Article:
"If you want others to be happy, practice compassion. If you want to be happy, practice compassion."

-- The Dalai Lama

Wednesday, April 13, 2005

Classy... (Updated)

While I am sticking to my vow of not reading any of the law school boards I did check out the XOXO thread linked to from JD2B about Justice Scalia's NYU visit. After glancing over the conversation I wrote it off to just more talk until I read this article, specifically this portion:

In asking about Scalia's dissent in Lawrence v. Texas and his view
that privacy is not constitutionally protected, Eric Berndt, a law student, shocked the crowd by asking, "Do you sodomize your wife?"

Scalia refused to answer the question while the crowd gasped and the administrators promptly turned off Berndt's microphone.

Very classy. I have to agree that perhaps Mr. Berndt could have found a more productive (and mature) manner in which to phrase his question. One that Justice Scalia would have actually answered with a response that could have contributed to the discussion regarding privacy. Instead the result was simply an emotional response from the crowd and a line in the school paper.

Now, obviously I wasn't there and perhaps this article took the incident and twisted it to make Mr. Berndt's question appear obnoxious by taking that one line out of a longer quote, and the question "Do you sodomize your wife?" was actually appropriate in context.

This incident makes me think about the question of how to respect an office or other position (such as President of the United States, or Supreme Court Justice) when you strongly disagree with, and perhaps even personally dislike, the person holding the position. I think that the respect of the position doesn't mean that the individual shouldn't be criticized, but it can (and maybe should) change the way the criticism is expressed.

Update: Wonkette has an email response from Eric Berndt (linked to by JD2B) Some excerpts:

"It should be clear that I intended to be offensive, obnoxious, and inflammatory. There is a time to discuss and there are times when acts and opposition are necessary. Debate is useless when one participant denies the full dignity of the other."

"...I did have a legal point: Justice Kennedy's majority opinion in Lawrence asked whether criminalizing homosexual conduct advanced a state interest "which could justify the intrusion into the personal and private life of the individual." Scalia did not answer this question in his dissent because he believed the state need only assert a legitimate interest to defeat non-fundamental liberties. I basically asked him this question again - it is now the law of the land. He said he did not know whether the interest was significant enough. I then asked him if he sodomizes his wife to subject his intimate relations to the scrutiny he cavalierly would allow others - by force, if necessary"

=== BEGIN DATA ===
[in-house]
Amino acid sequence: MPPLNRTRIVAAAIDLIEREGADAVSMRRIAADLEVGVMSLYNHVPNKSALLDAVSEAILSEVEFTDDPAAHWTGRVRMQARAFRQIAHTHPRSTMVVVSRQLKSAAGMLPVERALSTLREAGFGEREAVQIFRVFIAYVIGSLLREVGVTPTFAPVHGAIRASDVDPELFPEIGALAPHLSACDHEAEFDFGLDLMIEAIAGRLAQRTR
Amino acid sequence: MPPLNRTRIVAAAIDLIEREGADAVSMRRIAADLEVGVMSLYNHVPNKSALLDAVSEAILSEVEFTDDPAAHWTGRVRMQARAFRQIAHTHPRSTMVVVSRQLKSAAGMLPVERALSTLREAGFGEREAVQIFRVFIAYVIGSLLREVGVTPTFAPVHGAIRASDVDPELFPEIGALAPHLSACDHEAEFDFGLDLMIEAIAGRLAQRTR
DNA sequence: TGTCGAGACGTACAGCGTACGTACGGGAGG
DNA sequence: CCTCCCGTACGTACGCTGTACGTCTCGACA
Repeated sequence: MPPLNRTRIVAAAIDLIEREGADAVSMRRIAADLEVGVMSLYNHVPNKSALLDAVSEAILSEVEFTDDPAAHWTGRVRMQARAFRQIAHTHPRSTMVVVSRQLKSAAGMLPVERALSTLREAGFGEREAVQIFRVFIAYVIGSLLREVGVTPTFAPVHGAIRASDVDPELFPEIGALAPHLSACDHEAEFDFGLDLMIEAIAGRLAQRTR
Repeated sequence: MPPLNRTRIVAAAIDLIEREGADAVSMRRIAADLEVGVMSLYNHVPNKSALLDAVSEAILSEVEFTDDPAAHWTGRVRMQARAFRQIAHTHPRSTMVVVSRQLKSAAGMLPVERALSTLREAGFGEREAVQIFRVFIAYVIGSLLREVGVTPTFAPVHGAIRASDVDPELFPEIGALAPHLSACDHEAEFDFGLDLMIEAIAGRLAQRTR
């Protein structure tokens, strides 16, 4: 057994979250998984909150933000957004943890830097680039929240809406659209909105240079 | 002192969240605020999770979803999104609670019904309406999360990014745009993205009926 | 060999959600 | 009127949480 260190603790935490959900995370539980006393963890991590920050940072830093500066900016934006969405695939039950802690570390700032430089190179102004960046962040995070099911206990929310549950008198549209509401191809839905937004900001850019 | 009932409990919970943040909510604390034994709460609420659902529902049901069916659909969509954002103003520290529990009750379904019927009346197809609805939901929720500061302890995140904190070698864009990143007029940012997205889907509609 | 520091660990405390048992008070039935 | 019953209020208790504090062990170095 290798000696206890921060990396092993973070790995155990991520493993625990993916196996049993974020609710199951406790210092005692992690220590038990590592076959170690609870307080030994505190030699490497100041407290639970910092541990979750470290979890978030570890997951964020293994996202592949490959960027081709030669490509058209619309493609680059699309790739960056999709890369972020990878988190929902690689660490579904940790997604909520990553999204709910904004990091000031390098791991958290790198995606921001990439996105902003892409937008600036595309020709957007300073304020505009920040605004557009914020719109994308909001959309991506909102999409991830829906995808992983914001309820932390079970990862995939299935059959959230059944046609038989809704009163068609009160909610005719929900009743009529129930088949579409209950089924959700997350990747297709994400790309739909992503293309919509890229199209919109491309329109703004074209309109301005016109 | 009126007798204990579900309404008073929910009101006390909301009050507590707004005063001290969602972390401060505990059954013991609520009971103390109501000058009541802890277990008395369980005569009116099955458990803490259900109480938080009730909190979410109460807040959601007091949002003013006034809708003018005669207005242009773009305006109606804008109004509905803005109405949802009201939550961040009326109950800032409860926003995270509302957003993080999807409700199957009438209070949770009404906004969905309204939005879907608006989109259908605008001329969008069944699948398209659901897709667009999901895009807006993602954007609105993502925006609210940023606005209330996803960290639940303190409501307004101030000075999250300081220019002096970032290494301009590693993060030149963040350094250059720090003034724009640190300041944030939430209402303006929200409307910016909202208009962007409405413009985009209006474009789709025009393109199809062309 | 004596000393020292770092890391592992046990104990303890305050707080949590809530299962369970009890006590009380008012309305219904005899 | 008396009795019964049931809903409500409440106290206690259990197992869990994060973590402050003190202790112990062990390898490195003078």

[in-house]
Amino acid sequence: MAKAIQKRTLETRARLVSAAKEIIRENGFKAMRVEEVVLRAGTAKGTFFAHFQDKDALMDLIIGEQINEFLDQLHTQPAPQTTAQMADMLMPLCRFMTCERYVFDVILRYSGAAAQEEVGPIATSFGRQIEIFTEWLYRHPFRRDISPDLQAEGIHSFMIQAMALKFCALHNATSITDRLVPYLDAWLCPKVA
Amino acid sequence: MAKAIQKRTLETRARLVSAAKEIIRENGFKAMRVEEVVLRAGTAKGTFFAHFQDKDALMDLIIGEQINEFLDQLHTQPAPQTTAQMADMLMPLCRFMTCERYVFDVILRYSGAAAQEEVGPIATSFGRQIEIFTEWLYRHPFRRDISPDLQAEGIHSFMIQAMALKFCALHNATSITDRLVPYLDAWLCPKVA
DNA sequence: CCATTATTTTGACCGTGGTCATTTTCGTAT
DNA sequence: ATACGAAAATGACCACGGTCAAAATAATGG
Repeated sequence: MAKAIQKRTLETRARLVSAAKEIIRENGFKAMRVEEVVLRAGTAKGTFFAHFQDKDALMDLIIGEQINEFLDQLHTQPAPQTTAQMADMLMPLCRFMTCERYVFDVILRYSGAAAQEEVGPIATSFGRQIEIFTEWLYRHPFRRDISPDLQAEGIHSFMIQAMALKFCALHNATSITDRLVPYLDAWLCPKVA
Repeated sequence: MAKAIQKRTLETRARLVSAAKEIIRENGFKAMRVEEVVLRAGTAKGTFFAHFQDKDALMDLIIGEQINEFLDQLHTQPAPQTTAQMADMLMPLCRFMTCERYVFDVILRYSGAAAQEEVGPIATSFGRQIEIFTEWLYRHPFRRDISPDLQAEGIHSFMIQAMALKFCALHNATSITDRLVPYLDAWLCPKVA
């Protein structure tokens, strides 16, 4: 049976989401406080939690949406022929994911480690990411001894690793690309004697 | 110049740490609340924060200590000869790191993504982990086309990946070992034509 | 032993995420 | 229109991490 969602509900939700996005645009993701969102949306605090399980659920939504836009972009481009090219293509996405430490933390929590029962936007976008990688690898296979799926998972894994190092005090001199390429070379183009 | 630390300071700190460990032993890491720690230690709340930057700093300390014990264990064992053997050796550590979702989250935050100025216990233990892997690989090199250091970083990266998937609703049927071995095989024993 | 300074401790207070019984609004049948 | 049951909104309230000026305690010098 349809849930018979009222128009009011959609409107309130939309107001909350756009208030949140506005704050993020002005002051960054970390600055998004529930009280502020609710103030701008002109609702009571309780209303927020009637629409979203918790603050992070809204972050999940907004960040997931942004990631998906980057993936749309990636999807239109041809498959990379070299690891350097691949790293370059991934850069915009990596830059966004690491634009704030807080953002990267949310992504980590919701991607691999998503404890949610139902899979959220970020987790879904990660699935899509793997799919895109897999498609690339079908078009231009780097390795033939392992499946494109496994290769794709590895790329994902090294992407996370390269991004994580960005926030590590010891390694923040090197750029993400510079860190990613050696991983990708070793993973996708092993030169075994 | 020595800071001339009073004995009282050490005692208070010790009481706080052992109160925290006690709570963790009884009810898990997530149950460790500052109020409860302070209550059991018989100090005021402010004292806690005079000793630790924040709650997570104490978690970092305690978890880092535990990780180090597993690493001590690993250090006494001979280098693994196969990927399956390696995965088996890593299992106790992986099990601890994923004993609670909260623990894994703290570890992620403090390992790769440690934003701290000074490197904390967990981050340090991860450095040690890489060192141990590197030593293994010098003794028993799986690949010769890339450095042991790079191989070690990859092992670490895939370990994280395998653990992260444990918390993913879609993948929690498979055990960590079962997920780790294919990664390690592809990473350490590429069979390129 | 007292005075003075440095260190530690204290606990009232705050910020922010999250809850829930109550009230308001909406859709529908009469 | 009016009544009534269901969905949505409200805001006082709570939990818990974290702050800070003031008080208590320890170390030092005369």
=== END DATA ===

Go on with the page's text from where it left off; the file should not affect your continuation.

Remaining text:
"We protestors did not embarrass NYU, Scalia embarrassed NYU. We stood up to a bigot for the values that make NYU more than a great place to learn the law. I repeat my willingess to discuss this issue calmly with anyone who respects my identity as a gay man."


whatever said...

I've often wondered the same thing after witnessing horribly immature and disrespectful protests directed at both school and public officials while I attended college. I have a feeling that the ones that partake in such nonsense(and by ones, I mostly mean activist liberals) do not ponder this issue very often. In their eyes, such thinking is part of the "machine" that they loath so fiercely, and they probably take pride in their inability/refusal criticize respectfully.

But hey, the far right can be pretty disrespectful, too. If either far-wing of the political spectrum learned to communicate and act effectively, the results might be uglier than if they simply let themselves be marginalized by their conduct.

DeniseUMLaw said...

Justice Scalia visited our law school last semester and taught my ConLaw class for a day. I posted about that (and the question I posed to him) here: http://musingsonlifelawandgender.typepad.com/life_law_gender/2004/11/lectured_by_jus.html

Prior to his coming, a classmate approached me with the idea that we protest him by turning our chairs around and sitting with our backs to him. I was appalled and said I would not do that. I respect his office if not his views.

Menagerie said...

I'm normally a stickler for decorum, but I have very little respect for Justice Scalia. Sure, the comment was rude, but there's [more than] a decent argument that it was provoked.